Perfect Pussy Don’t Care If You Hate Them

'Other people's opinions are none of your business,' said Meredith Graves.

Perfect Pussy‘s record release show for their debut LP Say Yes To Love took place in a tiny, cramped Brooklyn venue bursting at the proverbial seams with fans, family and friends alike — including opening bands Friendless Bummer and Sarongs. It was loud, jammed and more than a little smelly, replete with spilled drinks and flying elbows and the tightest, most cramped moshpit this reporter has ever seen.

And it was pretty damn fitting for the up-and-coming-band. Totally congruous.

Yup, despite being written up all lovely and glowing-like in publications like Rolling Stone and Pitchfork, the Syracuse noise-punk band chose to let us all stew in our friends’ armpits and stand-spoon with strangers rather than opting for some kind of grander debut. And that’s pretty much their MO: Do what’s fun and do it because it’s fun. (And probably stop doing it when it’s no longer fun, you know?)

It’s an unsurprising POV from a rabblement of musicians who first met when they were enlisted to create a fake band for the Emma Roberts-starring indie flick “Adult World” and chose to stay together afterwards — even though the song didn’t make it into the movie.

Despite their joyously “eff-it” attitude, however, the anatomically monikered band is currently the subject of a kind of critical quagmire of chatter — some critics are all caught up in praising lead singer Meredith Graves’ poetic lyrics (wreathed behind a haze of noise), others lament the “underground” band’s appropriation by the “mainstream,” and still others equate the band’s rise to some kind of lost generation’s desperate grasp at self-identification.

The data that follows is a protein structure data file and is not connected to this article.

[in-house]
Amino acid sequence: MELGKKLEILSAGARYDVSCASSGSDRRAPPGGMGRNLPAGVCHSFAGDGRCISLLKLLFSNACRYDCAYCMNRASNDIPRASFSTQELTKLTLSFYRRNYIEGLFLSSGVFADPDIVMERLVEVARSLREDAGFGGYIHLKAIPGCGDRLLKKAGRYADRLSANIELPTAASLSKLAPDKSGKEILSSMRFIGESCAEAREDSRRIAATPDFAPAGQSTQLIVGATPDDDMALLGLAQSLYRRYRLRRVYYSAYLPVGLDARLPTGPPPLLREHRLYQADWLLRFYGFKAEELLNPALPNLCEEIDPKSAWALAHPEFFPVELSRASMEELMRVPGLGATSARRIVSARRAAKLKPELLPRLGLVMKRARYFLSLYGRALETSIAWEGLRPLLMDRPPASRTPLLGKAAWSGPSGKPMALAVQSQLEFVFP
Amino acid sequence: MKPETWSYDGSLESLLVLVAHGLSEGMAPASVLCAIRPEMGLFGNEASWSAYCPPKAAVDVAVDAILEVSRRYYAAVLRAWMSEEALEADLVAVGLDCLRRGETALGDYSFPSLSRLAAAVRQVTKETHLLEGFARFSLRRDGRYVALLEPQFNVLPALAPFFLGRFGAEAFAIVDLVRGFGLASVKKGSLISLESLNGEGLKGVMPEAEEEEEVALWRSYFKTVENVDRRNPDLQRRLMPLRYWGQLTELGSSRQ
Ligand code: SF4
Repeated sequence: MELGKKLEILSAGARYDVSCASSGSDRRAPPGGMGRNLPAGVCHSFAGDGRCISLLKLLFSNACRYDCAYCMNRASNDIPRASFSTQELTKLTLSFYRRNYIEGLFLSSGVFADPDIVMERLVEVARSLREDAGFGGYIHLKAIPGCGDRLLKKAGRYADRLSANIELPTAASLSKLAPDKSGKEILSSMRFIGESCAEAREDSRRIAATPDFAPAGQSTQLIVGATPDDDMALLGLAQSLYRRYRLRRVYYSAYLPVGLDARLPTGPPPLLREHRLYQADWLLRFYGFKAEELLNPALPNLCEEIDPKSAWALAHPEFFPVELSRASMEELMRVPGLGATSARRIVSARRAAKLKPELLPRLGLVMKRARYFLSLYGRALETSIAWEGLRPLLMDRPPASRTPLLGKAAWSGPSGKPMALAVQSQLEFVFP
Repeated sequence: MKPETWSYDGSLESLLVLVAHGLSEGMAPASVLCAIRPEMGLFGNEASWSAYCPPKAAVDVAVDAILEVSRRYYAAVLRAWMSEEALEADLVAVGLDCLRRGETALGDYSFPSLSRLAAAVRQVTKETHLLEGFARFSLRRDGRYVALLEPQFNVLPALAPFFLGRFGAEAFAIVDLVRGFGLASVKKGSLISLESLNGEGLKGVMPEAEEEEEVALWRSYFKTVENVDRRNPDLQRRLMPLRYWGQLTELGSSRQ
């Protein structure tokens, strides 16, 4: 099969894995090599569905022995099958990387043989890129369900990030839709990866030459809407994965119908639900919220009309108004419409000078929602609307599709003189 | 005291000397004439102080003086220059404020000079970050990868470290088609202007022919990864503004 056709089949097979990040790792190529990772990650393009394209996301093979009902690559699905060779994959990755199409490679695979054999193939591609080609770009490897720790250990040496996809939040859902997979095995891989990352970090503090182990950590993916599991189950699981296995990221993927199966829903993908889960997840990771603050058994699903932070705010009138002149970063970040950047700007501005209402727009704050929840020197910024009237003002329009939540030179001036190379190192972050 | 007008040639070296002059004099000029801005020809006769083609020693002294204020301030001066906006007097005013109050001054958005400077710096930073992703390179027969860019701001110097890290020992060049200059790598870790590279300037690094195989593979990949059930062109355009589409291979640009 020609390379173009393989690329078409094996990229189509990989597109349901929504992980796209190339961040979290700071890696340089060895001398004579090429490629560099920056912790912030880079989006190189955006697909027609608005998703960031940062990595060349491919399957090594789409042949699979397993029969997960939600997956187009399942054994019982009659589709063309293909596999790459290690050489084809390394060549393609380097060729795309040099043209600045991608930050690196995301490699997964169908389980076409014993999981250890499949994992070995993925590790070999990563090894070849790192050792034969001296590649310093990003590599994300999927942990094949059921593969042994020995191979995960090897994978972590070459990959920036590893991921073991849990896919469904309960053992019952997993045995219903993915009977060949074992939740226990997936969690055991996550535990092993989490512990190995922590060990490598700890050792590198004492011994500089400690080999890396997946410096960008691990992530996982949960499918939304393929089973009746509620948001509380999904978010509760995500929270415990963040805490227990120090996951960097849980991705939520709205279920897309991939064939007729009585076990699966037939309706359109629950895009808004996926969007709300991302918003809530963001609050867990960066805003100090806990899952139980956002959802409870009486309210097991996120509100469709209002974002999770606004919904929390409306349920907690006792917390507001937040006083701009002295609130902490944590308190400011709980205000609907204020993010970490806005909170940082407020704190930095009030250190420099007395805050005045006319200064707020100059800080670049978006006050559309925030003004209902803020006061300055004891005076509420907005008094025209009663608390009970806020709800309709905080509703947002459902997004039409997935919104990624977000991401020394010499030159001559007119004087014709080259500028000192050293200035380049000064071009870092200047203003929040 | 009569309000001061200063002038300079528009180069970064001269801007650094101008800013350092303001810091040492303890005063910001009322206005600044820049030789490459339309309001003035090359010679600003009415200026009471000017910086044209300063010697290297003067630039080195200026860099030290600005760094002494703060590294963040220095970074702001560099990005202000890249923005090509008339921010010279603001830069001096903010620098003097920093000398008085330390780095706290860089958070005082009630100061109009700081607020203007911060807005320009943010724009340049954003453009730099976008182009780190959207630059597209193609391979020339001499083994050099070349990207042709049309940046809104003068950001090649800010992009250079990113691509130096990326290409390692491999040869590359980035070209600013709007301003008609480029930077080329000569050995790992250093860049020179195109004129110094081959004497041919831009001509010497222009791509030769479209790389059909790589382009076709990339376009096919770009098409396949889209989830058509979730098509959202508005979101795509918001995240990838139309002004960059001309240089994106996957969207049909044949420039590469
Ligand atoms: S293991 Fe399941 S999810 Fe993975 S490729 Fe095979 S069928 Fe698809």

To that — all of that — the band just shrugs and says a hearty, “Thank you.” Or, as bassist Greg Ambler said in the comments of one particularly biting review: “Nailed it!”

According to Graves, the band doesn’t really listen to feedback — bad or no. Or, rather, they listen, but they’re not letting much of it go to their heads. That attitude makes sense when you hear that both Graves and Ambler used to model nude for art classes. Graves even passed out once, naked, in front of a swanky crowd.

If you lived through that, you can probably live through someone jabbing at you because you dig Sonic Youth.

Graves told MTV News about one instance in particular in which the band came face-to-face with one of their detractors.

“Somebody came up to me after our show last night and said, ‘I’m from another city, but I live here now. My friend told me to come see your band.’ And I said, ‘Thank you so much for coming to the show,'” she told us. “And she said, ‘I just wanted to tell you that I hate this venue, I’m super uncomfortable here, and I’m extraordinarily unimpressed.’ And I was like, ‘That’s great! Really, thank you. I’ve never seen anyone stay around after a show to tell someone that they didn’t like their band.'”

In Graves’ estimation, “other people’s opinions are none of your business.” It’s her bandmates and the people that she loves who matter — and how she repays them for what they give her.

So, you see, it makes sense that Perfect Pussy jammed down with friends and relations to celebrate the arrival of their labor of love — the special edition vinyl of which came pressed with Graves’ menstrual blood.

“That’s why we’re doing this band,” Graves said. “At the end of the day, the only reason to do this, whether people loved us or hated us, is because I’m so proud of the people I’m doing it with and I’m so lucky to be able to be traveling around with my friends.”

Senior writer/editor at MTV News. Former Mashable associate editor & CNN columnist. "Stuff Hipsters Hate" co-writer. Moshpit fan.
@BrennaEhrlich